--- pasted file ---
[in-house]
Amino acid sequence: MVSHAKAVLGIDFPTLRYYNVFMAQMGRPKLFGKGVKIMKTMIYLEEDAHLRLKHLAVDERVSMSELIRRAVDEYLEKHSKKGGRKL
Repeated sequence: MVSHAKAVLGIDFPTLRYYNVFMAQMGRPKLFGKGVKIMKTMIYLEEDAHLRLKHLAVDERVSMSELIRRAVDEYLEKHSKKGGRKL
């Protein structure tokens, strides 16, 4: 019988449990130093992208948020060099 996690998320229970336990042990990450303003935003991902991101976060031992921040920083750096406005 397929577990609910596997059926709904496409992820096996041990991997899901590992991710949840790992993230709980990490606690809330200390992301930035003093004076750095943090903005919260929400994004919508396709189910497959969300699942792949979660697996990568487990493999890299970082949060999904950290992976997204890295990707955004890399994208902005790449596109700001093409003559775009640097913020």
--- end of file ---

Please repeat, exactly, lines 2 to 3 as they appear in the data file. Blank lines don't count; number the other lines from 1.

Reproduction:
Amino acid sequence: MVSHAKAVLGIDFPTLRYYNVFMAQMGRPKLFGKGVKIMKTMIYLEEDAHLRLKHLAVDERVSMSELIRRAVDEYLEKHSKKGGRKL
Repeated sequence: MVSHAKAVLGIDFPTLRYYNVFMAQMGRPKLFGKGVKIMKTMIYLEEDAHLRLKHLAVDERVSMSELIRRAVDEYLEKHSKKGGRKL